Factors associated with mode of transport decision making for pediatric-neonatal interfacility transport

Quinn, J. M.; Pierce, M. C.; Adler, M.

Air Med J. 2014 Dec 30; 34(1):44-51

Abstract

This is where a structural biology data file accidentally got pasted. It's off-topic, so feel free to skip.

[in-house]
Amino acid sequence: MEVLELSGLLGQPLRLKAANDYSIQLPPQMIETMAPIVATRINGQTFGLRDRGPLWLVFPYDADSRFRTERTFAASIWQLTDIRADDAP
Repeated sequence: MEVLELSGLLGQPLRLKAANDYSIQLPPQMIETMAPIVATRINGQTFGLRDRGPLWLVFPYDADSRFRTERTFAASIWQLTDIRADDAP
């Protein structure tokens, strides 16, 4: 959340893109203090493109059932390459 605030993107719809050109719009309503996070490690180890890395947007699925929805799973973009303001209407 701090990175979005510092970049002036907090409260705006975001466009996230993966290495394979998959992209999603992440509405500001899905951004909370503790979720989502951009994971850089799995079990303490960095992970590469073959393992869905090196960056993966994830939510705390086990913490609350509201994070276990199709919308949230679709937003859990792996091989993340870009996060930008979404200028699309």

OBJECTIVE: Transport professionals must routinely engage in complex decision making. One challenging decision is the determination of mode of transport. This study explores the decisional factors involved in the determination of mobilizing ground ambulance versus helicopter for pediatric-neonatal interfacility transport. The aim was to gather initial qualitative data to aid in the development of an objective scoring tool that would be used to guide the mode of transport decision for pediatric and neonatal interfacility transport. The focus of the study was to elicit the factors that influence the mode of transport decision among professionals who are involved in this decision. METHODS: This study was conducted in an urban, freestanding children's hospital with a dedicated pediatric/neonatal transport team. Subjects were given written scenarios that represented a phone call requesting transport from a referring hospital. Subjects were asked to choose between 2 modes of transport: ambulance or helicopter. Weather was assumed to be clear. Decision-making factors were gathered and tallied. For group comparison, the Fisher exact, Pearson chi-square, Student t, or Wilcoxon rank sum tests for scale data was used. A multivariate logistic regression was performed to assess factors associated with the mode of transport decision. RESULTS: Responses were received from a total of 19 subjects. Nurses represented 58% (11) of the respondents, and physicians represented 42% (8). The nurses were all either currently employed on the transport team or had left the team within the past 2 years. The physicians were all critical care or emergency medicine fellows and attending physicians who serve in the medical control role for the transport team. All subjects reported a minimum of five years in their respective professions. The decision to mobilize a helicopter for interfacility transport was significantly associated with the provider's level of clinical concern in conjunction with the perceived distance and if neurovascular or respiratory status was in question in both univariate tests and the multivariate logistic regression. The decision to mobilize a helicopter did not differ significantly between professional roles (nurse vs. physician) or concerns about hemodynamic status such as blood pressure and heart rate. Physicians were significantly more likely to overestimate perceived ground travel time to the outside facility. CONCLUSIONS: Health care providers responsible for directing and conducting the interfacility transport of critically ill children are more likely to mobilize a helicopter for transport in the face of neurovascular or respiratory clinical concerns in conjunction with a prolonged transport distance. When the provider's level of concern is lower, then a ground ambulance is consistently chosen even if out of hospital time is prolonged.

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